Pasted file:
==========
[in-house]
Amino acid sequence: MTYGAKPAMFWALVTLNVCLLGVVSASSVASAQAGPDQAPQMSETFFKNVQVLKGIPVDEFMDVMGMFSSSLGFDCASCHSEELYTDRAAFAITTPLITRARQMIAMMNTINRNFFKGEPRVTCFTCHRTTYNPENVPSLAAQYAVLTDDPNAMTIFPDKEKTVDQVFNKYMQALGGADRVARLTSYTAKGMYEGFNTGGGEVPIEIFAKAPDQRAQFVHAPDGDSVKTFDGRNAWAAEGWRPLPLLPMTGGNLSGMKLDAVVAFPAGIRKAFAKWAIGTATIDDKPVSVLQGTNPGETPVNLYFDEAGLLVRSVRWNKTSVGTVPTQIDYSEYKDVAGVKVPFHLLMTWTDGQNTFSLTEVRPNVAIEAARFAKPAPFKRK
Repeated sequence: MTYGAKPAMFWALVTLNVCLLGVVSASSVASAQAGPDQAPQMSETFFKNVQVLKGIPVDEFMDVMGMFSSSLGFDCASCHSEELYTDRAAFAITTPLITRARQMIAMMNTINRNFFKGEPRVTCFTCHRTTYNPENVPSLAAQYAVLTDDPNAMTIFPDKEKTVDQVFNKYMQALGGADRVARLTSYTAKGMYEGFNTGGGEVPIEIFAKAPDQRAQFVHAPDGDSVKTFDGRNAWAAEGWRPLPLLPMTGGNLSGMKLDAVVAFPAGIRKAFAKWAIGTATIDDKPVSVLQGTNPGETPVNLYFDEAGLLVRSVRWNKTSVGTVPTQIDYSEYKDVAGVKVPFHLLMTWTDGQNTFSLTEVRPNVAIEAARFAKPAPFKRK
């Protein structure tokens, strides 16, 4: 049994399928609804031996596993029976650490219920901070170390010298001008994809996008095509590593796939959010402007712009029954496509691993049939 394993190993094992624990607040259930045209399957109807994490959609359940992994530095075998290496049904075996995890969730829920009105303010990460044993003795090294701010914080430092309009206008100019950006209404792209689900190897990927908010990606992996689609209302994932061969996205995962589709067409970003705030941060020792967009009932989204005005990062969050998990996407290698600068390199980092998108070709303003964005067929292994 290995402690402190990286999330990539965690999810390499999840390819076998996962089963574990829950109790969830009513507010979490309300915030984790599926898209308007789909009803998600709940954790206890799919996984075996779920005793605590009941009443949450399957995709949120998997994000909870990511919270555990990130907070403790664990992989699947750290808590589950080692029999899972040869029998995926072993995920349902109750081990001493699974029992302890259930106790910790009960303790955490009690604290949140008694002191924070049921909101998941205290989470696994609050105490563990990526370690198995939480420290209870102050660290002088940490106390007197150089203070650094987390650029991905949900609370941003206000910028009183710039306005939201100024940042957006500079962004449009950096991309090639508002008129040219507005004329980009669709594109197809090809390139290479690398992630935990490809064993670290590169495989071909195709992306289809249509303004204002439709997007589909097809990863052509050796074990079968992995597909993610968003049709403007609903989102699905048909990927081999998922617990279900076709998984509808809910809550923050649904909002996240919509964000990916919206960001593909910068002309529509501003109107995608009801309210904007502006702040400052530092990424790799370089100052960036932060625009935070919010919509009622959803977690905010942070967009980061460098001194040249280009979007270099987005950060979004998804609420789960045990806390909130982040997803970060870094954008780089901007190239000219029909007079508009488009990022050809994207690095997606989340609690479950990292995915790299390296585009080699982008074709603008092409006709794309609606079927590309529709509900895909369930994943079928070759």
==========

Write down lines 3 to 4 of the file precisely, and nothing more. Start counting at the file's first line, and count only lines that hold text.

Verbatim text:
Repeated sequence: MTYGAKPAMFWALVTLNVCLLGVVSASSVASAQAGPDQAPQMSETFFKNVQVLKGIPVDEFMDVMGMFSSSLGFDCASCHSEELYTDRAAFAITTPLITRARQMIAMMNTINRNFFKGEPRVTCFTCHRTTYNPENVPSLAAQYAVLTDDPNAMTIFPDKEKTVDQVFNKYMQALGGADRVARLTSYTAKGMYEGFNTGGGEVPIEIFAKAPDQRAQFVHAPDGDSVKTFDGRNAWAAEGWRPLPLLPMTGGNLSGMKLDAVVAFPAGIRKAFAKWAIGTATIDDKPVSVLQGTNPGETPVNLYFDEAGLLVRSVRWNKTSVGTVPTQIDYSEYKDVAGVKVPFHLLMTWTDGQNTFSLTEVRPNVAIEAARFAKPAPFKRK
């Protein structure tokens, strides 16, 4: 049994399928609804031996596993029976650490219920901070170390010298001008994809996008095509590593796939959010402007712009029954496509691993049939 394993190993094992624990607040259930045209399957109807994490959609359940992994530095075998290496049904075996995890969730829920009105303010990460044993003795090294701010914080430092309009206008100019950006209404792209689900190897990927908010990606992996689609209302994932061969996205995962589709067409970003705030941060020792967009009932989204005005990062969050998990996407290698600068390199980092998108070709303003964005067929292994 290995402690402190990286999330990539965690999810390499999840390819076998996962089963574990829950109790969830009513507010979490309300915030984790599926898209308007789909009803998600709940954790206890799919996984075996779920005793605590009941009443949450399957995709949120998997994000909870990511919270555990990130907070403790664990992989699947750290808590589950080692029999899972040869029998995926072993995920349902109750081990001493699974029992302890259930106790910790009960303790955490009690604290949140008694002191924070049921909101998941205290989470696994609050105490563990990526370690198995939480420290209870102050660290002088940490106390007197150089203070650094987390650029991905949900609370941003206000910028009183710039306005939201100024940042957006500079962004449009950096991309090639508002008129040219507005004329980009669709594109197809090809390139290479690398992630935990490809064993670290590169495989071909195709992306289809249509303004204002439709997007589909097809990863052509050796074990079968992995597909993610968003049709403007609903989102699905048909990927081999998922617990279900076709998984509808809910809550923050649904909002996240919509964000990916919206960001593909910068002309529509501003109107995608009801309210904007502006702040400052530092990424790799370089100052960036932060625009935070919010919509009622959803977690905010942070967009980061460098001194040249280009979007270099987005950060979004998804609420789960045990806390909130982040997803970060870094954008780089901007190239000219029909007079508009488009990022050809994207690095997606989340609690479950990292995915790299390296585009080699982008074709603008092409006709794309609606079927590309529709509900895909369930994943079928070759």